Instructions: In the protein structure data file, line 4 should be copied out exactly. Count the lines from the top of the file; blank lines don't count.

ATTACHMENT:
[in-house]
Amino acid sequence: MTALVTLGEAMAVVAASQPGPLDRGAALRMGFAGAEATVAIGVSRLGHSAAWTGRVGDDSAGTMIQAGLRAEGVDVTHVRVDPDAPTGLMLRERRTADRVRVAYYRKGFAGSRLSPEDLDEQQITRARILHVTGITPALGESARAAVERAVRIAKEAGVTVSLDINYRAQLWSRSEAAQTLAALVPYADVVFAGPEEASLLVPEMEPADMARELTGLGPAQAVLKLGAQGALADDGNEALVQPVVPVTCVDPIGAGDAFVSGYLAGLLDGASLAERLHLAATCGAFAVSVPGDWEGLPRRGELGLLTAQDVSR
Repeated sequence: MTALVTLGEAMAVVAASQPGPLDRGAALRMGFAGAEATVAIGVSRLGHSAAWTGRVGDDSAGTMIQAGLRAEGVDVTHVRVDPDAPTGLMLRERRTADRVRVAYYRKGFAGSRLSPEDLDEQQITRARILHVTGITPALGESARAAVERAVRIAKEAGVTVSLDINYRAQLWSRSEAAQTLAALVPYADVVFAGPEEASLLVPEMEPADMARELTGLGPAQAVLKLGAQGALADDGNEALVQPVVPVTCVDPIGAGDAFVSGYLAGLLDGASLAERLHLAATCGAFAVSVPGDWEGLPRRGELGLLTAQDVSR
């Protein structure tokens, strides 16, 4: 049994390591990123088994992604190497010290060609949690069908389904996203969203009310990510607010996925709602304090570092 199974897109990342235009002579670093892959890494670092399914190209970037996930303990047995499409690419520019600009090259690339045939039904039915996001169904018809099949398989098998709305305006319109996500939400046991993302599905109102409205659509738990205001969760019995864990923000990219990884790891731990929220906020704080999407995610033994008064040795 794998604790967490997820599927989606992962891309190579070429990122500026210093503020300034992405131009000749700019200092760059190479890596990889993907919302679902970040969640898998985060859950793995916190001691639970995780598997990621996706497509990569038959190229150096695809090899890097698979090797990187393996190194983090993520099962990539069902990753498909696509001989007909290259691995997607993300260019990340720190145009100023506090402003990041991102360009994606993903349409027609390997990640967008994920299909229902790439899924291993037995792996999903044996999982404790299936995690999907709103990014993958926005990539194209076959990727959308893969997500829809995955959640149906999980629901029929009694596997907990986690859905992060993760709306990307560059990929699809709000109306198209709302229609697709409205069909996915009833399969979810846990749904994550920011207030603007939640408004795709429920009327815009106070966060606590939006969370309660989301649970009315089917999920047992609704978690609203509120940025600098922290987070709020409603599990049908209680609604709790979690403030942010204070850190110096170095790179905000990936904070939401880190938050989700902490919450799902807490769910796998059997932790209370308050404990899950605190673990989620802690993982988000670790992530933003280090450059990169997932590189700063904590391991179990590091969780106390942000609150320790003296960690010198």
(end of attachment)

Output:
């Protein structure tokens, strides 16, 4: 049994390591990123088994992604190497010290060609949690069908389904996203969203009310990510607010996925709602304090570092 199974897109990342235009002579670093892959890494670092399914190209970037996930303990047995499409690419520019600009090259690339045939039904039915996001169904018809099949398989098998709305305006319109996500939400046991993302599905109102409205659509738990205001969760019995864990923000990219990884790891731990929220906020704080999407995610033994008064040795 794998604790967490997820599927989606992962891309190579070429990122500026210093503020300034992405131009000749700019200092760059190479890596990889993907919302679902970040969640898998985060859950793995916190001691639970995780598997990621996706497509990569038959190229150096695809090899890097698979090797990187393996190194983090993520099962990539069902990753498909696509001989007909290259691995997607993300260019990340720190145009100023506090402003990041991102360009994606993903349409027609390997990640967008994920299909229902790439899924291993037995792996999903044996999982404790299936995690999907709103990014993958926005990539194209076959990727959308893969997500829809995955959640149906999980629901029929009694596997907990986690859905992060993760709306990307560059990929699809709000109306198209709302229609697709409205069909996915009833399969979810846990749904994550920011207030603007939640408004795709429920009327815009106070966060606590939006969370309660989301649970009315089917999920047992609704978690609203509120940025600098922290987070709020409603599990049908209680609604709790979690403030942010204070850190110096170095790179905000990936904070939401880190938050989700902490919450799902807490769910796998059997932790209370308050404990899950605190673990989620802690993982988000670790992530933003280090450059990169997932590189700063904590391991179990590091969780106390942000609150320790003296960690010198």